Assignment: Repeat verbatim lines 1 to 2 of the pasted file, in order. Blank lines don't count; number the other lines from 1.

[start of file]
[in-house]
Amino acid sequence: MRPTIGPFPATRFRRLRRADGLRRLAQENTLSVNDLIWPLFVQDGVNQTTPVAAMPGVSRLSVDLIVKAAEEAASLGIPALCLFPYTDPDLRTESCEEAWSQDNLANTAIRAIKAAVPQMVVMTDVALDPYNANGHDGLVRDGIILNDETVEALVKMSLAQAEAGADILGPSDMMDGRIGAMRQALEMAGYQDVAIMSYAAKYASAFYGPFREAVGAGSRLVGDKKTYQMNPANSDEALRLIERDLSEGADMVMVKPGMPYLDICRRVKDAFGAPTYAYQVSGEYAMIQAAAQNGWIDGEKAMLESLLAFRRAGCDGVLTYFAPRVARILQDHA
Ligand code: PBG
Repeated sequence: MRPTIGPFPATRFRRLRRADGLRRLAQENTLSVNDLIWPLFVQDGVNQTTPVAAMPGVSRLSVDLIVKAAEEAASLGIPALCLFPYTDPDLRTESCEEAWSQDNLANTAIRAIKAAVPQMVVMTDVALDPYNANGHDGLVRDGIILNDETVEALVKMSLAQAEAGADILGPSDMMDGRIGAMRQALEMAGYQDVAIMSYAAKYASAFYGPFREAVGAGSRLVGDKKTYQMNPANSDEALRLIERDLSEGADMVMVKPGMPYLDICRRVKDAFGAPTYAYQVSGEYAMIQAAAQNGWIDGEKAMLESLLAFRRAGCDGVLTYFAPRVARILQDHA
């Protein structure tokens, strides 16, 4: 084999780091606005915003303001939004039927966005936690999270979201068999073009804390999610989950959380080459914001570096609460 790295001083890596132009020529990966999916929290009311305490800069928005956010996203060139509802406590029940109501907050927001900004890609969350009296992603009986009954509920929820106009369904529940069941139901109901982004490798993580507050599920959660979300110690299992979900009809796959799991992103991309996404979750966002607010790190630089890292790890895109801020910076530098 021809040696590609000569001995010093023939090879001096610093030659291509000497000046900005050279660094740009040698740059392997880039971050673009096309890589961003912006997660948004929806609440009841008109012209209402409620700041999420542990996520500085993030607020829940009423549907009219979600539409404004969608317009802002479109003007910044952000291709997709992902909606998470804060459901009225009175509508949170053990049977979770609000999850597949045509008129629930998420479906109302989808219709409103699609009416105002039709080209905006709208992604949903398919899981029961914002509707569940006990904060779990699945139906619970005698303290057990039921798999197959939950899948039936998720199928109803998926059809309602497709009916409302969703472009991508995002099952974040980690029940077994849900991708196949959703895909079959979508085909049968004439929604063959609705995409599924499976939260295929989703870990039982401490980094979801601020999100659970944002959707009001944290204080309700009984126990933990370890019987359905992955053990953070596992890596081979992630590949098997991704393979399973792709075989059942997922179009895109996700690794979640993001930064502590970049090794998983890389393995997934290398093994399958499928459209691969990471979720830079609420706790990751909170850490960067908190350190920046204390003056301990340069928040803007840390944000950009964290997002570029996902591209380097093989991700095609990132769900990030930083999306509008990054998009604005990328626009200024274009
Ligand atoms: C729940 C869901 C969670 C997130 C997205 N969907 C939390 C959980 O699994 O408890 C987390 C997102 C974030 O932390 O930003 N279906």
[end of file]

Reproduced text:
[in-house]
Amino acid sequence: MRPTIGPFPATRFRRLRRADGLRRLAQENTLSVNDLIWPLFVQDGVNQTTPVAAMPGVSRLSVDLIVKAAEEAASLGIPALCLFPYTDPDLRTESCEEAWSQDNLANTAIRAIKAAVPQMVVMTDVALDPYNANGHDGLVRDGIILNDETVEALVKMSLAQAEAGADILGPSDMMDGRIGAMRQALEMAGYQDVAIMSYAAKYASAFYGPFREAVGAGSRLVGDKKTYQMNPANSDEALRLIERDLSEGADMVMVKPGMPYLDICRRVKDAFGAPTYAYQVSGEYAMIQAAAQNGWIDGEKAMLESLLAFRRAGCDGVLTYFAPRVARILQDHA